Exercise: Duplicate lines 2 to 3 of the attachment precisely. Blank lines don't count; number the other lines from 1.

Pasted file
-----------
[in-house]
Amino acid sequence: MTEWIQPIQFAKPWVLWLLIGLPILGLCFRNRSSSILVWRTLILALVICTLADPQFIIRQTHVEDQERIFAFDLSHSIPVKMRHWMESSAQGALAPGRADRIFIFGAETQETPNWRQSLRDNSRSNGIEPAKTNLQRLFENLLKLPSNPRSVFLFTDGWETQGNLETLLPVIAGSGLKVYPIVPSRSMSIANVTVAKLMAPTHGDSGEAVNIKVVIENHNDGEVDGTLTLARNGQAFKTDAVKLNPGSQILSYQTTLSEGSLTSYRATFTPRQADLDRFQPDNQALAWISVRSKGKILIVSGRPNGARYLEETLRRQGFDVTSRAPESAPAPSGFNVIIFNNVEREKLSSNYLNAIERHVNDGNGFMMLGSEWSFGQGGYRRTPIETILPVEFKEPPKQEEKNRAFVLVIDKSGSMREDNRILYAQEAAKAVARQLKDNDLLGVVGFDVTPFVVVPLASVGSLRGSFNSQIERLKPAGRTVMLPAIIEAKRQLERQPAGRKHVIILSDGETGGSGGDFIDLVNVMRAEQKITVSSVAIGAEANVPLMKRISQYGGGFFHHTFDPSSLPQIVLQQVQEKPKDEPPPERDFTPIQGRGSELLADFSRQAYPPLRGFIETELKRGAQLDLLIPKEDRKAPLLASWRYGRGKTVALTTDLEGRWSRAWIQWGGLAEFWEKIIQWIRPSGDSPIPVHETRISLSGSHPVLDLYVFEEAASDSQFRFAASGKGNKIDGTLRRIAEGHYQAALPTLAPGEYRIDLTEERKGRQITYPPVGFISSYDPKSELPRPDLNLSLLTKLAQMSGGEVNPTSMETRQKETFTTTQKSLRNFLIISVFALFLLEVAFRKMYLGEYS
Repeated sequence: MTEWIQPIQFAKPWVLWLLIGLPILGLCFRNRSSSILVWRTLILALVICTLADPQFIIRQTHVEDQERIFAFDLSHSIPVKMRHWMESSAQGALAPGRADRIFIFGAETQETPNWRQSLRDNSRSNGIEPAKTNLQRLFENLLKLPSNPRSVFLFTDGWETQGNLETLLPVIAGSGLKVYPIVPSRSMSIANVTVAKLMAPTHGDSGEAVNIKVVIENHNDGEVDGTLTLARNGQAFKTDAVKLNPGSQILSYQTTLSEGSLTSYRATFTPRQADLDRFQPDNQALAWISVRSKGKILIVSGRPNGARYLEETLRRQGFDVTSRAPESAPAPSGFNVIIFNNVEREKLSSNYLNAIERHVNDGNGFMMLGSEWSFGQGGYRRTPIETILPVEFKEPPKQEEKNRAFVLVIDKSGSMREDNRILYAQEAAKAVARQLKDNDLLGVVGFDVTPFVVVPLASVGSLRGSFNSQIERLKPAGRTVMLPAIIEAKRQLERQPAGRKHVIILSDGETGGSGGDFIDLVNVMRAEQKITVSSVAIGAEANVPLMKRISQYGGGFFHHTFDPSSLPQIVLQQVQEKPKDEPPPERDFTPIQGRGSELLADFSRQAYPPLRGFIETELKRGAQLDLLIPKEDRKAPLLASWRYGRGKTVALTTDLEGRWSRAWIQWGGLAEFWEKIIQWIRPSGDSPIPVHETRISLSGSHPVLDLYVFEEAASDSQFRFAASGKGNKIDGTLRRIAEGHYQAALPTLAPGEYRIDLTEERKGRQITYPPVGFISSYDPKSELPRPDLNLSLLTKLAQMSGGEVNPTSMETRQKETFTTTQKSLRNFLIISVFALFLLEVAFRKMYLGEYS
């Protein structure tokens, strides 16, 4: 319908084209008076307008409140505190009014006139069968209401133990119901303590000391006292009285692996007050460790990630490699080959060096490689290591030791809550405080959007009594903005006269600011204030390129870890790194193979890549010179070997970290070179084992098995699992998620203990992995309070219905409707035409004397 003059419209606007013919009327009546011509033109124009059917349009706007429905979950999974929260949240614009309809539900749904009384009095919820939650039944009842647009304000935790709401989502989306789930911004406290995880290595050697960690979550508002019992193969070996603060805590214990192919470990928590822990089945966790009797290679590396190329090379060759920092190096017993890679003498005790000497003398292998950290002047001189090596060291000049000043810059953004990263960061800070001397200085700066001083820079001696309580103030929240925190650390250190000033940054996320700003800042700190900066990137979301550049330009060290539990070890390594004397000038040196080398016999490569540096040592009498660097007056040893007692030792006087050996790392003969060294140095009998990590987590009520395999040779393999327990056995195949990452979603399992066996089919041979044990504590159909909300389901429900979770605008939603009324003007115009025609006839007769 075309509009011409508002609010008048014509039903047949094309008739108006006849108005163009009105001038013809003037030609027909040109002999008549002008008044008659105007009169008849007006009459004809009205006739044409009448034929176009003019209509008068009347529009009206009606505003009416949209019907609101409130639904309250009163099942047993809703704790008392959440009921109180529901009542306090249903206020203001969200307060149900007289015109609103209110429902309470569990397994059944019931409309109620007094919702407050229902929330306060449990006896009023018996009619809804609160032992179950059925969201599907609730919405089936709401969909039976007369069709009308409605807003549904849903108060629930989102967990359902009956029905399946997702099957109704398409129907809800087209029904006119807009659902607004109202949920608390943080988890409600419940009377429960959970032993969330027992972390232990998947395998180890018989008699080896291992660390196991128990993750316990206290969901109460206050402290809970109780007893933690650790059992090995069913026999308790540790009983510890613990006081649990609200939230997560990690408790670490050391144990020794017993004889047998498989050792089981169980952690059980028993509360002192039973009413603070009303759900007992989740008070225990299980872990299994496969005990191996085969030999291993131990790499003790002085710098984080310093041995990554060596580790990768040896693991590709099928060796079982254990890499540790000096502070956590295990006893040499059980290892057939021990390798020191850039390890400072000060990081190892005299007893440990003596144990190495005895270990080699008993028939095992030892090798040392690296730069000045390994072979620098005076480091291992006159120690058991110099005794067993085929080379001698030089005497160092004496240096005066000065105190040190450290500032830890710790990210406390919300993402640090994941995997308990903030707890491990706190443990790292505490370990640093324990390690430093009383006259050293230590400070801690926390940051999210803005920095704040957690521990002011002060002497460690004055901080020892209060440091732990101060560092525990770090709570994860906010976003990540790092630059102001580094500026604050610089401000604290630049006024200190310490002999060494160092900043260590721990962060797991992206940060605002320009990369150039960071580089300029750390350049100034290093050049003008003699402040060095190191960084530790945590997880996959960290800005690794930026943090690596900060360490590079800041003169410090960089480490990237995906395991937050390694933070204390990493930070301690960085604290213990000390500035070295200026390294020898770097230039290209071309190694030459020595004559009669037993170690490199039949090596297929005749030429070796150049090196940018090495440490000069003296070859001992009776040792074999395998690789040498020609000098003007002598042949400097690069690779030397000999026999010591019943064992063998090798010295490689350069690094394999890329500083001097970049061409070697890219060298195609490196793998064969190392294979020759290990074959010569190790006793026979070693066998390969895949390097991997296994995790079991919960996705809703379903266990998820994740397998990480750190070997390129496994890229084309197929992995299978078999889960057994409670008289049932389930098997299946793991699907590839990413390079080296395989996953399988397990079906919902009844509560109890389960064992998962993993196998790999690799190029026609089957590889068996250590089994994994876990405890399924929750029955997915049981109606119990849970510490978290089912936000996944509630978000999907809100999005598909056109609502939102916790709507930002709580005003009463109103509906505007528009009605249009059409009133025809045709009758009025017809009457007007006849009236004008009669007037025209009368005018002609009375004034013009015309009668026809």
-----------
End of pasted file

Amino acid sequence: MTEWIQPIQFAKPWVLWLLIGLPILGLCFRNRSSSILVWRTLILALVICTLADPQFIIRQTHVEDQERIFAFDLSHSIPVKMRHWMESSAQGALAPGRADRIFIFGAETQETPNWRQSLRDNSRSNGIEPAKTNLQRLFENLLKLPSNPRSVFLFTDGWETQGNLETLLPVIAGSGLKVYPIVPSRSMSIANVTVAKLMAPTHGDSGEAVNIKVVIENHNDGEVDGTLTLARNGQAFKTDAVKLNPGSQILSYQTTLSEGSLTSYRATFTPRQADLDRFQPDNQALAWISVRSKGKILIVSGRPNGARYLEETLRRQGFDVTSRAPESAPAPSGFNVIIFNNVEREKLSSNYLNAIERHVNDGNGFMMLGSEWSFGQGGYRRTPIETILPVEFKEPPKQEEKNRAFVLVIDKSGSMREDNRILYAQEAAKAVARQLKDNDLLGVVGFDVTPFVVVPLASVGSLRGSFNSQIERLKPAGRTVMLPAIIEAKRQLERQPAGRKHVIILSDGETGGSGGDFIDLVNVMRAEQKITVSSVAIGAEANVPLMKRISQYGGGFFHHTFDPSSLPQIVLQQVQEKPKDEPPPERDFTPIQGRGSELLADFSRQAYPPLRGFIETELKRGAQLDLLIPKEDRKAPLLASWRYGRGKTVALTTDLEGRWSRAWIQWGGLAEFWEKIIQWIRPSGDSPIPVHETRISLSGSHPVLDLYVFEEAASDSQFRFAASGKGNKIDGTLRRIAEGHYQAALPTLAPGEYRIDLTEERKGRQITYPPVGFISSYDPKSELPRPDLNLSLLTKLAQMSGGEVNPTSMETRQKETFTTTQKSLRNFLIISVFALFLLEVAFRKMYLGEYS
Repeated sequence: MTEWIQPIQFAKPWVLWLLIGLPILGLCFRNRSSSILVWRTLILALVICTLADPQFIIRQTHVEDQERIFAFDLSHSIPVKMRHWMESSAQGALAPGRADRIFIFGAETQETPNWRQSLRDNSRSNGIEPAKTNLQRLFENLLKLPSNPRSVFLFTDGWETQGNLETLLPVIAGSGLKVYPIVPSRSMSIANVTVAKLMAPTHGDSGEAVNIKVVIENHNDGEVDGTLTLARNGQAFKTDAVKLNPGSQILSYQTTLSEGSLTSYRATFTPRQADLDRFQPDNQALAWISVRSKGKILIVSGRPNGARYLEETLRRQGFDVTSRAPESAPAPSGFNVIIFNNVEREKLSSNYLNAIERHVNDGNGFMMLGSEWSFGQGGYRRTPIETILPVEFKEPPKQEEKNRAFVLVIDKSGSMREDNRILYAQEAAKAVARQLKDNDLLGVVGFDVTPFVVVPLASVGSLRGSFNSQIERLKPAGRTVMLPAIIEAKRQLERQPAGRKHVIILSDGETGGSGGDFIDLVNVMRAEQKITVSSVAIGAEANVPLMKRISQYGGGFFHHTFDPSSLPQIVLQQVQEKPKDEPPPERDFTPIQGRGSELLADFSRQAYPPLRGFIETELKRGAQLDLLIPKEDRKAPLLASWRYGRGKTVALTTDLEGRWSRAWIQWGGLAEFWEKIIQWIRPSGDSPIPVHETRISLSGSHPVLDLYVFEEAASDSQFRFAASGKGNKIDGTLRRIAEGHYQAALPTLAPGEYRIDLTEERKGRQITYPPVGFISSYDPKSELPRPDLNLSLLTKLAQMSGGEVNPTSMETRQKETFTTTQKSLRNFLIISVFALFLLEVAFRKMYLGEYS